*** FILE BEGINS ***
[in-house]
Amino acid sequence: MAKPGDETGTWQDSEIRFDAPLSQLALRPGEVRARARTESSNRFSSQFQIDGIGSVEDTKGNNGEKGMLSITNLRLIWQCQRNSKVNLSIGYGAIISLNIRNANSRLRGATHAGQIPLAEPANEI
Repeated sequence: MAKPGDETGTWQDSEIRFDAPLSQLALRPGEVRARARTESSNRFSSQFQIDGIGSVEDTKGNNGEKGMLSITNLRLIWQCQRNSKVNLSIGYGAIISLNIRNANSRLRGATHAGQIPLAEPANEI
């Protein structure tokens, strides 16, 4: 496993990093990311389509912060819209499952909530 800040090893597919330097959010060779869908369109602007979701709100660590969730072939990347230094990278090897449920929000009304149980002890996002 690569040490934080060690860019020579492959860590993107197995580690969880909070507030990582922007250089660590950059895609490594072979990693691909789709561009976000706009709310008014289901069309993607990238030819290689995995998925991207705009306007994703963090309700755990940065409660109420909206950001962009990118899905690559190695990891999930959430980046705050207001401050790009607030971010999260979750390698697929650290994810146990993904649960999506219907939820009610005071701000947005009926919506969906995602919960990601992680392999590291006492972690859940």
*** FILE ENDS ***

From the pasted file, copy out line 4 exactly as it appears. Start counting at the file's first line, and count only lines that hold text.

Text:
């Protein structure tokens, strides 16, 4: 496993990093990311389509912060819209499952909530 800040090893597919330097959010060779869908369109602007979701709100660590969730072939990347230094990278090897449920929000009304149980002890996002 690569040490934080060690860019020579492959860590993107197995580690969880909070507030990582922007250089660590950059895609490594072979990693691909789709561009976000706009709310008014289901069309993607990238030819290689995995998925991207705009306007994703963090309700755990940065409660109420909206950001962009990118899905690559190695990891999930959430980046705050207001401050790009607030971010999260979750390698697929650290994810146990993904649960999506219907939820009610005071701000947005009926919506969906995602919960990601992680392999590291006492972690859940």